Thursday, September 12, 2013

South Korean Catholics take Pope Francis' message to heart

While I admit that I don't know the whole political context of this, it still seems pretty awesome:
“When Pope Francis told Catholics to ‘get out of your churches,’ he was saying that we should be interested and engaged in social issues.”

This was the somber message from Seong Yeom, a former South Korean ambassador to the Vatican and professor at Sogang University. On the morning of Sept. 11, a committee for a Catholic manifesto on the NIS scandal held a “ten-thousand Catholic manifesto” press conference in front of the ruling Saenuri Party’s (NFP) headquarters in Yeouido. The more than ten thousand Catholics who participated in the manifesto were calling for an investigation into allegations of political interference by the NIS, which is bound by law to remain politically neutral.

“We South Koreans fought against injustice in 1961 [the April Revolution against then-President Syngman Rhee] and 1980 [the democratization movement in Gwangju],” Seong said, his tone growing increasingly emphatic. “We need to carry on that tradition and fight for victory in the NIS case.”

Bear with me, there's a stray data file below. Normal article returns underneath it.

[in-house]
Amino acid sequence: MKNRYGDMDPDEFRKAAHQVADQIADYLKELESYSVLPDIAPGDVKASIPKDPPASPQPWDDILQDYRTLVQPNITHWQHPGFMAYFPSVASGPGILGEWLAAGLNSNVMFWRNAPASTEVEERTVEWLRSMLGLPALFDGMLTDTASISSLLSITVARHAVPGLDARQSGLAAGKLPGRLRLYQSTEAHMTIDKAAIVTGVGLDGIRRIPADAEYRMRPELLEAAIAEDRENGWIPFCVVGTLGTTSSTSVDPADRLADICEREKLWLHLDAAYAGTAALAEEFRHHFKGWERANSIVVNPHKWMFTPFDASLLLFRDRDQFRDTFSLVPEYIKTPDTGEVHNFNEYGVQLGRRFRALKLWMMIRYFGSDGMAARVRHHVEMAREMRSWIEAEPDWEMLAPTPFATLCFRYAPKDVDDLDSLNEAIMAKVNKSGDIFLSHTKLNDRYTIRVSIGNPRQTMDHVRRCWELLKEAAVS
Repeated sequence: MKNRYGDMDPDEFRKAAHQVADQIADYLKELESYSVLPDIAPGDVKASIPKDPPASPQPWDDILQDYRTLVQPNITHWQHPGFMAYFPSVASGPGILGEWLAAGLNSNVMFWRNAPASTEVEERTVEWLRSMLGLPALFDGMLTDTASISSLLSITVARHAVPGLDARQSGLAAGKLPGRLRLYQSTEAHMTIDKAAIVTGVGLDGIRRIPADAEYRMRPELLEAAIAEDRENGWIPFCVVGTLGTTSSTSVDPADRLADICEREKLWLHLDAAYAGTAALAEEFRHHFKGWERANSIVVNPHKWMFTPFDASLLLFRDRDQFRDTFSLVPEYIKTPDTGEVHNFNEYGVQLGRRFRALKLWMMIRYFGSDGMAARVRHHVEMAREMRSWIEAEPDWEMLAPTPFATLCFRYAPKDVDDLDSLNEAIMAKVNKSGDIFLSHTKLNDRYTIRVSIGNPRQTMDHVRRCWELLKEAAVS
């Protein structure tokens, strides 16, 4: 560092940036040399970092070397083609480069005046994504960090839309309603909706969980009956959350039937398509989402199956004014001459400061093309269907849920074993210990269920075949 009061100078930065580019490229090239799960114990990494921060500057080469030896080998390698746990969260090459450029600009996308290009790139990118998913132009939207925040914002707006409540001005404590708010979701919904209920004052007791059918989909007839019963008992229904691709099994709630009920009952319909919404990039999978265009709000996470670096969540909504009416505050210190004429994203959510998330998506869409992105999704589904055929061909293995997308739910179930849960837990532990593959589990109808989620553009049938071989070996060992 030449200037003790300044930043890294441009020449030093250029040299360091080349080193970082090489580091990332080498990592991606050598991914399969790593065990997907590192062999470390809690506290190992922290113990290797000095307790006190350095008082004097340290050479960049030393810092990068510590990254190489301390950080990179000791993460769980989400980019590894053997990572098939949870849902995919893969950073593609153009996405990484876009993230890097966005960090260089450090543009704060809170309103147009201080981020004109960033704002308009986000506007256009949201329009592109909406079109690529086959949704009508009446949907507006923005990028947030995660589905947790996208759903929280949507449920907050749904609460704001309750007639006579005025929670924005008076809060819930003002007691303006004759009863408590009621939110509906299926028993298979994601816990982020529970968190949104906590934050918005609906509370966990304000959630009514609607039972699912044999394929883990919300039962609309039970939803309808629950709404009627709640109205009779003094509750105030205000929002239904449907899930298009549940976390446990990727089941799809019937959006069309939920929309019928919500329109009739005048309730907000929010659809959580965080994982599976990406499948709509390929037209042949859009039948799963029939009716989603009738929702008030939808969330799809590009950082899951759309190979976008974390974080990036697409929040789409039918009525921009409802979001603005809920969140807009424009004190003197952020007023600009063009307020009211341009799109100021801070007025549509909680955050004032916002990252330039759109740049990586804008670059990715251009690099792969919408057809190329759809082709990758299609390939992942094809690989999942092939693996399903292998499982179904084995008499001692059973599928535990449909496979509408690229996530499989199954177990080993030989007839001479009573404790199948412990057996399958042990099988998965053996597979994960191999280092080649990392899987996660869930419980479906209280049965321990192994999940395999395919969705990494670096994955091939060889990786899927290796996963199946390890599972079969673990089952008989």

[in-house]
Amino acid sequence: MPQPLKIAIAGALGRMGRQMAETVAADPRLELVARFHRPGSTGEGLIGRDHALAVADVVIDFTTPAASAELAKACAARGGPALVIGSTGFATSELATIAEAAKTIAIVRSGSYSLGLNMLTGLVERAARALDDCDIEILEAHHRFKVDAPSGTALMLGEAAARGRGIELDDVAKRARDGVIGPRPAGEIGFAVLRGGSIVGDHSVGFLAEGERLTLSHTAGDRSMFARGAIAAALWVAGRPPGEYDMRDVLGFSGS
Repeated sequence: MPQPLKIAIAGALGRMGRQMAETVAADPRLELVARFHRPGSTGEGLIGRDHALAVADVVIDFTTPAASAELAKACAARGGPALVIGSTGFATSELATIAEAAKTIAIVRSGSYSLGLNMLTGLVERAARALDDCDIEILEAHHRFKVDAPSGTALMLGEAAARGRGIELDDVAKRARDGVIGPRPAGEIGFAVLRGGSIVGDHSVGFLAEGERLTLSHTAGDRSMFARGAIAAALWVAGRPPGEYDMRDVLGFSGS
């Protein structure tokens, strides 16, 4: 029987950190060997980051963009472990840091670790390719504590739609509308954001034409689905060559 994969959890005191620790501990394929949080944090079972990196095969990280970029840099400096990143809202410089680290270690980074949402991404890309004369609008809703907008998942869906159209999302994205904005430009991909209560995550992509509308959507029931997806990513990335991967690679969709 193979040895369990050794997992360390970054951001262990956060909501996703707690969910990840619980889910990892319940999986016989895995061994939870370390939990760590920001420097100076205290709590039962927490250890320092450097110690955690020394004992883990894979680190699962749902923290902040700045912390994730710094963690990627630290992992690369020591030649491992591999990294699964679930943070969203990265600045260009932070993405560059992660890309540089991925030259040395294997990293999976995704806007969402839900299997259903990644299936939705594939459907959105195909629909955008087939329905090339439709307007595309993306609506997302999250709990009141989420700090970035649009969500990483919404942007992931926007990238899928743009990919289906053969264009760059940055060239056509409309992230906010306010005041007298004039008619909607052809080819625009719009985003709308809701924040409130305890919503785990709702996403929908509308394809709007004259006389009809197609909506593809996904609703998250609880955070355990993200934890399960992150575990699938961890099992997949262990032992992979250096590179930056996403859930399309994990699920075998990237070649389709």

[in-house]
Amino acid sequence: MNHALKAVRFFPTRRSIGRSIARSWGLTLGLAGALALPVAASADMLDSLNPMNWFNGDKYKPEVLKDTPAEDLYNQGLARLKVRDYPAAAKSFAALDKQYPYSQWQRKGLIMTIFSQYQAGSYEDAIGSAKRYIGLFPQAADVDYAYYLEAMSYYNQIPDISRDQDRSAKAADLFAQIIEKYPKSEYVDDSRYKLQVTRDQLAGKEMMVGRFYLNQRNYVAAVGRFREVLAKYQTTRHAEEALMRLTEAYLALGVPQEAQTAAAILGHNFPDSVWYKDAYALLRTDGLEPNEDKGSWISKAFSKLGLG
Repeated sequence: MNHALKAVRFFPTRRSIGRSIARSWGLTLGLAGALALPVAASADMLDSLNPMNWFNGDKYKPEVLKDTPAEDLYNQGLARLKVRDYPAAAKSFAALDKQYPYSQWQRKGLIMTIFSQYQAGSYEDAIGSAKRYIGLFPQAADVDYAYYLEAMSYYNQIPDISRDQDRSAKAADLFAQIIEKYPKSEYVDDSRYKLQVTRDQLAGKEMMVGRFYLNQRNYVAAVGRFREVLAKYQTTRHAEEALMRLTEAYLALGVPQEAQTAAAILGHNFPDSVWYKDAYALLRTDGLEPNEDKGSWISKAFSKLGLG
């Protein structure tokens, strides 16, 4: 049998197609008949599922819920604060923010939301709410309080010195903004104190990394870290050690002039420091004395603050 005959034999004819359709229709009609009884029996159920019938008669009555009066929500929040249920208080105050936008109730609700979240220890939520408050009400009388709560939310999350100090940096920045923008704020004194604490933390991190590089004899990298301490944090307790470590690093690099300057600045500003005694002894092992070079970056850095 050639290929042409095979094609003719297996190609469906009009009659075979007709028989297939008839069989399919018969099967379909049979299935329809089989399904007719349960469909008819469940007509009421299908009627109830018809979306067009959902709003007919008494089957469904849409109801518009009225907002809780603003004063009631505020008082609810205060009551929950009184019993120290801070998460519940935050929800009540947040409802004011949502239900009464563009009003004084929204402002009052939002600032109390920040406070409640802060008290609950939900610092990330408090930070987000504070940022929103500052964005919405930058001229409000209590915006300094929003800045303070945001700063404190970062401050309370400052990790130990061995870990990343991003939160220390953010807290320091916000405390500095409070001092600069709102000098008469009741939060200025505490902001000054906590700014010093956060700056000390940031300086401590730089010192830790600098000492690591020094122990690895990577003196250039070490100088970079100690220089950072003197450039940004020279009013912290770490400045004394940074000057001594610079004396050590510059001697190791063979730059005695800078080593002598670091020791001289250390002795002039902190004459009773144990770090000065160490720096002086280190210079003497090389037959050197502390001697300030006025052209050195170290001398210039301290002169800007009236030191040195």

Seong was followed by Jeong Joong-gyu of the Vocational Rehabilitation Institute at Daegu University, who explained the meaning of the manifesto.

“It’s significant as an acknowledgement that most of the Catholic Church’s political actions over the years have primarily been from priests and monks, and an attempt to broaden their scope,” Jeong said.

 The signatories called for a special prosecutor’s investigation into the election interference charges, punishment of the culprits, an apology by Park Geun-hye, and an NIS reform plan that “makes sense to the public.”

A group of 15 Catholic representatives and ordinary congregants, including Catholic Peace Community co-president Lee Won-young, announced the start and finish of the press conference with hymns and prayer.
I really admire these Catholics in South Korea for standing up against the possibility of government corruption and the allegations of illegal interference by the National Intelligence Service in last year's presidential election.  In America we Catholics tend to think of social justice issues as those involving the poor, the homeless, the hungry, and the powerless, but it's important to remember that keeping the political processes themselves honest and straightforward is a worthwhile goal--even if it's a goal our country has put on the back burners for a long time now.

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